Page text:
A double uterus may be diagnosed during a routine pelvic exam when your doctor observes a double cervix or feels an abnormally shaped uterus. If your doctor suspects an abnormality, he or she may recommend any of the following tests:

  • Ultrasound. This test uses high-frequency sound waves to create images of the inside of your body. To capture the images, a device called a transducer is either pressed against your abdominal skin or inserted into your vagina (transvaginal ultrasound). Both types of ultrasound may be done to get the best view. A 3-D ultrasound may be used where available.
  • Sonohysterogram. The sonohysterogram (son-o-HIS-ter-o-gram), an ultrasound scan, is done after fluid is injected through a tube into your uterus by way of your vagina and cervix. This allows your doctor to look for problems in the shape of your uterus.
  • Magnetic resonance imaging (MRI). The MRI machine looks like a tunnel that has both ends open. You lie down on a movable table that slides into the opening of the tunnel. This painless procedure uses a magnetic field and radio waves to create cross-sectional images of the inside of your body.
  • Hysterosalpingography. During a hysterosalpingography (his-tur-o-sal-ping-GOG-ruh-fe), a special dye is injected into your uterus through your cervix. As the dye moves through your reproductive organs, X-rays are taken to determine the shape and size of your uterus and whether your fallopian tubes are open.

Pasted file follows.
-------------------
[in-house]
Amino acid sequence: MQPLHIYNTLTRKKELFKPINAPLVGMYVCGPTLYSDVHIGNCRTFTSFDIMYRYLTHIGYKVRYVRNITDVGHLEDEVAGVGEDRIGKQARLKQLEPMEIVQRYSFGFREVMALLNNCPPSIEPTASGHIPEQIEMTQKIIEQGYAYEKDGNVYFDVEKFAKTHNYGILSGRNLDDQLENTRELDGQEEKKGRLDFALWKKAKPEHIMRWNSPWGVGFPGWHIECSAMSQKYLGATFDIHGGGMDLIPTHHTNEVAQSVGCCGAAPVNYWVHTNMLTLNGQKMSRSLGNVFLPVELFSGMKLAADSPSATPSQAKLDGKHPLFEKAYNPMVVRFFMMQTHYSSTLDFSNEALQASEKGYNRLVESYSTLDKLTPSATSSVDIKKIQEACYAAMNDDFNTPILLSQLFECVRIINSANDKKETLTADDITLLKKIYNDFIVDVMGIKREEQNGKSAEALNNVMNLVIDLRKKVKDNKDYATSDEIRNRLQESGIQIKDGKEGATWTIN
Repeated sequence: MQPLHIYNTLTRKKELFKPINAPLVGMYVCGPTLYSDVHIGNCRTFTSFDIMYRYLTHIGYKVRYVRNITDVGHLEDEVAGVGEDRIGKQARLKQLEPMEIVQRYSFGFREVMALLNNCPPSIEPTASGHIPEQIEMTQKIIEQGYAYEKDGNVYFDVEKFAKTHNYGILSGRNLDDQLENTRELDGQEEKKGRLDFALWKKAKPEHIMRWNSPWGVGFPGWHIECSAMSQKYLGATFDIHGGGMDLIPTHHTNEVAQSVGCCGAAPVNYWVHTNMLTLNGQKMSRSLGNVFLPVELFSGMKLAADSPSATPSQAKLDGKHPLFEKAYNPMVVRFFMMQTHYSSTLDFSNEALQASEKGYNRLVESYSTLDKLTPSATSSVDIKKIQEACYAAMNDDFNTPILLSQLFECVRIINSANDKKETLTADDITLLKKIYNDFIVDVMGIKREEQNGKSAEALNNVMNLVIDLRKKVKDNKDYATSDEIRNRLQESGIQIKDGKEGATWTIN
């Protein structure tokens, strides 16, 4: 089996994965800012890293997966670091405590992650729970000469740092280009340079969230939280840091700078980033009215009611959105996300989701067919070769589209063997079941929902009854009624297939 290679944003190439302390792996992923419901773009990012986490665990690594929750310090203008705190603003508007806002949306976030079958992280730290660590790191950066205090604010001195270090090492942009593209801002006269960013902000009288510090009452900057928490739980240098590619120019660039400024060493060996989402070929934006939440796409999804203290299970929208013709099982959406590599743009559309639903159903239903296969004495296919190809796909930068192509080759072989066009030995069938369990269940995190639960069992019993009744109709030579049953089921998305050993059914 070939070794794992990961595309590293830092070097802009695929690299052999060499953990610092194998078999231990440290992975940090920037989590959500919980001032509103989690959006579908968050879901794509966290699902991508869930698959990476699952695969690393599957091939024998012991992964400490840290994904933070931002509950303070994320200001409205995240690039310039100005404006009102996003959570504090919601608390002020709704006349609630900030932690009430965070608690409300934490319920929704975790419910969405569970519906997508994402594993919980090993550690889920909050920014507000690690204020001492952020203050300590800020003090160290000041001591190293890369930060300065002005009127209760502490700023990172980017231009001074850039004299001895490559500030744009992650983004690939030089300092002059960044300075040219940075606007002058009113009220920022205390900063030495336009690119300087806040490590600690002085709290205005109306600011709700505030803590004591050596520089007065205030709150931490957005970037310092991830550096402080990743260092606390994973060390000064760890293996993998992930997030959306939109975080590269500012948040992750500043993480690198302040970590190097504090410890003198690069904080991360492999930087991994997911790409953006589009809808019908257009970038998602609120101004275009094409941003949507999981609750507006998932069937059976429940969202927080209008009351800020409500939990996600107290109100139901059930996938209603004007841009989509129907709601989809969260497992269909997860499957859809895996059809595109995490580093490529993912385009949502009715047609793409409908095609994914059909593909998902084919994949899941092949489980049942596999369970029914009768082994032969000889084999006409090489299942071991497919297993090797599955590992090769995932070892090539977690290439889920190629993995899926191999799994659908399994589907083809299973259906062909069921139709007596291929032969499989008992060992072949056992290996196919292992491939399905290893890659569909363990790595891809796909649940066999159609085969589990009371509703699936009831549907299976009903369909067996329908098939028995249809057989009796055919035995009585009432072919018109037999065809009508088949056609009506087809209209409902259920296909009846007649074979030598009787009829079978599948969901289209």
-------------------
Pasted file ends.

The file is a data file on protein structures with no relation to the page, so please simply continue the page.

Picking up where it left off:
April 06, 2016
  1. Lentz GM, et al. Congenital abnormalities of the female reproductive tract. In: Comprehensive Gynecology. 6th ed. Philadelphia, Pa.: Mosby Elsevier; 2012. http://www.clinicalkey.com. Accessed Feb. 26, 2016.
  2. Iverson RE, et al. Clinical manifestations and diagnosis of congenital anomalies of the uterus. http://www.uptodate.com/home. Accessed Feb. 26, 2016.
  3. Hoffman BL, et al. Congenital genitourinary abnormalitis. In: Williams Gynecology. 2nd ed. New York, N.Y.: The McGraw-Hill Companies; 2012. http://accessmedicine.com. Accessed March 3, 2016.
  4. Kliegman RM, et al. Vulvovaginal and Mullerian anomalies. In: Nelson Textbook of Pediatrics. 20th ed. Philadelphia, Pa.: Elsevier; 2016. http://www.clinicalkey.com. Accessed March 3, 2016.
  5. Iverson RE, et al. Surgical management of congenital uterine abnormalities. http://www.uptodate.com/home. Accessed March 3, 2016.
  6. Laufer MR. Diagnosis and management of congenital anomalies of the vagina. http://www.uptodate.com/home. Accessed March 3, 2016.